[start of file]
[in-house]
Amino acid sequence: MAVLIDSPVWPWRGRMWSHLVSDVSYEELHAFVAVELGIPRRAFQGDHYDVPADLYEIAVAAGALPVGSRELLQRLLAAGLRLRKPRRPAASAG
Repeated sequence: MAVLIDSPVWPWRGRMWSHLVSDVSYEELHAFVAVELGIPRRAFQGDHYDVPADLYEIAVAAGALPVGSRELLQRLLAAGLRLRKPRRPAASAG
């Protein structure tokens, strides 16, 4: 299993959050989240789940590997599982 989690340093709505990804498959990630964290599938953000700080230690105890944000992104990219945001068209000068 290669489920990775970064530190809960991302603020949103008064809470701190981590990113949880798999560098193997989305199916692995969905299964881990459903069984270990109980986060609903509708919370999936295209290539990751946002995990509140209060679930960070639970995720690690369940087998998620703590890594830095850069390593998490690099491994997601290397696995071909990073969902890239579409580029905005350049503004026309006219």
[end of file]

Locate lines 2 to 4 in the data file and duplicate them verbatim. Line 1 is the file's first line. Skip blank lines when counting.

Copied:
Amino acid sequence: MAVLIDSPVWPWRGRMWSHLVSDVSYEELHAFVAVELGIPRRAFQGDHYDVPADLYEIAVAAGALPVGSRELLQRLLAAGLRLRKPRRPAASAG
Repeated sequence: MAVLIDSPVWPWRGRMWSHLVSDVSYEELHAFVAVELGIPRRAFQGDHYDVPADLYEIAVAAGALPVGSRELLQRLLAAGLRLRKPRRPAASAG
């Protein structure tokens, strides 16, 4: 299993959050989240789940590997599982 989690340093709505990804498959990630964290599938953000700080230690105890944000992104990219945001068209000068 290669489920990775970064530190809960991302603020949103008064809470701190981590990113949880798999560098193997989305199916692995969905299964881990459903069984270990109980986060609903509708919370999936295209290539990751946002995990509140209060679930960070639970995720690690369940087998998620703590890594830095850069390593998490690099491994997601290397696995071909990073969902890239579409580029905005350049503004026309006219």